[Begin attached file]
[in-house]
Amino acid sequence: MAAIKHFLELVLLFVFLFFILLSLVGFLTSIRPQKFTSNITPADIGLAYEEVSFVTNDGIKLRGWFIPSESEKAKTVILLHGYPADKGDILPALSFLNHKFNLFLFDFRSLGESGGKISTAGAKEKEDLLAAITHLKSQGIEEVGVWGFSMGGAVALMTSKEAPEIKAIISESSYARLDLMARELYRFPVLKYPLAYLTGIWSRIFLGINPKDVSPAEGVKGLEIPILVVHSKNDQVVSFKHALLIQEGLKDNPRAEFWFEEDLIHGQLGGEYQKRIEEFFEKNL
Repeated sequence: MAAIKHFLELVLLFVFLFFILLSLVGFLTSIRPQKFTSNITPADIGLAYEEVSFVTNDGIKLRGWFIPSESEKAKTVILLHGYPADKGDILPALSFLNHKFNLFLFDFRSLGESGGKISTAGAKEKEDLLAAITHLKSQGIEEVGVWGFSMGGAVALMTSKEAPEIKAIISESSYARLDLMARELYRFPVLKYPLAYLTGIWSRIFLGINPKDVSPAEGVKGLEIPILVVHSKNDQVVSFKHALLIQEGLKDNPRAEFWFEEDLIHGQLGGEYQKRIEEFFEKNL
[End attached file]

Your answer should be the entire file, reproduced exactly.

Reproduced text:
[in-house]
Amino acid sequence: MAAIKHFLELVLLFVFLFFILLSLVGFLTSIRPQKFTSNITPADIGLAYEEVSFVTNDGIKLRGWFIPSESEKAKTVILLHGYPADKGDILPALSFLNHKFNLFLFDFRSLGESGGKISTAGAKEKEDLLAAITHLKSQGIEEVGVWGFSMGGAVALMTSKEAPEIKAIISESSYARLDLMARELYRFPVLKYPLAYLTGIWSRIFLGINPKDVSPAEGVKGLEIPILVVHSKNDQVVSFKHALLIQEGLKDNPRAEFWFEEDLIHGQLGGEYQKRIEEFFEKNL
Repeated sequence: MAAIKHFLELVLLFVFLFFILLSLVGFLTSIRPQKFTSNITPADIGLAYEEVSFVTNDGIKLRGWFIPSESEKAKTVILLHGYPADKGDILPALSFLNHKFNLFLFDFRSLGESGGKISTAGAKEKEDLLAAITHLKSQGIEEVGVWGFSMGGAVALMTSKEAPEIKAIISESSYARLDLMARELYRFPVLKYPLAYLTGIWSRIFLGINPKDVSPAEGVKGLEIPILVVHSKNDQVVSFKHALLIQEGLKDNPRAEFWFEEDLIHGQLGGEYQKRIEEFFEKNL